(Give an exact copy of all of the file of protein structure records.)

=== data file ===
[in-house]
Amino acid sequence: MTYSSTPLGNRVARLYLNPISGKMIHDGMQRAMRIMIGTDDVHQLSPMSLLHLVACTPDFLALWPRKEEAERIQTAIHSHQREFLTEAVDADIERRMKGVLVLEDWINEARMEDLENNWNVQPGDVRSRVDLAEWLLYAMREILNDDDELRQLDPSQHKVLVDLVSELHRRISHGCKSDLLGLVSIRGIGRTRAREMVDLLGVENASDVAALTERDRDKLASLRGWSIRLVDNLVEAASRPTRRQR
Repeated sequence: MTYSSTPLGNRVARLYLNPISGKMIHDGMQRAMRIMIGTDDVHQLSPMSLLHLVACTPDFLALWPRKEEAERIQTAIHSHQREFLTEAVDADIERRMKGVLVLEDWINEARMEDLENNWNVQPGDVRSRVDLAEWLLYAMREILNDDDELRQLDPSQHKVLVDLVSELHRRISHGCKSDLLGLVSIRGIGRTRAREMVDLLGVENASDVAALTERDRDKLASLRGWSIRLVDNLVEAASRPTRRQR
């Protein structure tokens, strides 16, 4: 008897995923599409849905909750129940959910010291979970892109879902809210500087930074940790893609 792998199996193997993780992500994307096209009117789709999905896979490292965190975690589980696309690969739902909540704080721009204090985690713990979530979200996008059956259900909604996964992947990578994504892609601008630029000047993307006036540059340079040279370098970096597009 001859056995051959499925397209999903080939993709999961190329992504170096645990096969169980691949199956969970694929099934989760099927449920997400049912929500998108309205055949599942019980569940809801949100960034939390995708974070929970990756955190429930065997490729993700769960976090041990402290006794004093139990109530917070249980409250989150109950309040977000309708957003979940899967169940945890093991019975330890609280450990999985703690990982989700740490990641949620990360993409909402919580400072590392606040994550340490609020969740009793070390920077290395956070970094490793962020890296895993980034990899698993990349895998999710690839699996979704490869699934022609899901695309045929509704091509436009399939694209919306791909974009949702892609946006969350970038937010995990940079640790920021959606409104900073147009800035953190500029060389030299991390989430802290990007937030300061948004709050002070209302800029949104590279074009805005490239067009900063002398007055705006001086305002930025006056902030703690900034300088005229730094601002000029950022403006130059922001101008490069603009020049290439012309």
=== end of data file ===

[in-house]
Amino acid sequence: MTYSSTPLGNRVARLYLNPISGKMIHDGMQRAMRIMIGTDDVHQLSPMSLLHLVACTPDFLALWPRKEEAERIQTAIHSHQREFLTEAVDADIERRMKGVLVLEDWINEARMEDLENNWNVQPGDVRSRVDLAEWLLYAMREILNDDDELRQLDPSQHKVLVDLVSELHRRISHGCKSDLLGLVSIRGIGRTRAREMVDLLGVENASDVAALTERDRDKLASLRGWSIRLVDNLVEAASRPTRRQR
Repeated sequence: MTYSSTPLGNRVARLYLNPISGKMIHDGMQRAMRIMIGTDDVHQLSPMSLLHLVACTPDFLALWPRKEEAERIQTAIHSHQREFLTEAVDADIERRMKGVLVLEDWINEARMEDLENNWNVQPGDVRSRVDLAEWLLYAMREILNDDDELRQLDPSQHKVLVDLVSELHRRISHGCKSDLLGLVSIRGIGRTRAREMVDLLGVENASDVAALTERDRDKLASLRGWSIRLVDNLVEAASRPTRRQR
């Protein structure tokens, strides 16, 4: 008897995923599409849905909750129940959910010291979970892109879902809210500087930074940790893609 792998199996193997993780992500994307096209009117789709999905896979490292965190975690589980696309690969739902909540704080721009204090985690713990979530979200996008059956259900909604996964992947990578994504892609601008630029000047993307006036540059340079040279370098970096597009 001859056995051959499925397209999903080939993709999961190329992504170096645990096969169980691949199956969970694929099934989760099927449920997400049912929500998108309205055949599942019980569940809801949100960034939390995708974070929970990756955190429930065997490729993700769960976090041990402290006794004093139990109530917070249980409250989150109950309040977000309708957003979940899967169940945890093991019975330890609280450990999985703690990982989700740490990641949620990360993409909402919580400072590392606040994550340490609020969740009793070390920077290395956070970094490793962020890296895993980034990899698993990349895998999710690839699996979704490869699934022609899901695309045929509704091509436009399939694209919306791909974009949702892609946006969350970038937010995990940079640790920021959606409104900073147009800035953190500029060389030299991390989430802290990007937030300061948004709050002070209302800029949104590279074009805005490239067009900063002398007055705006001086305002930025006056902030703690900034300088005229730094601002000029950022403006130059922001101008490069603009020049290439012309």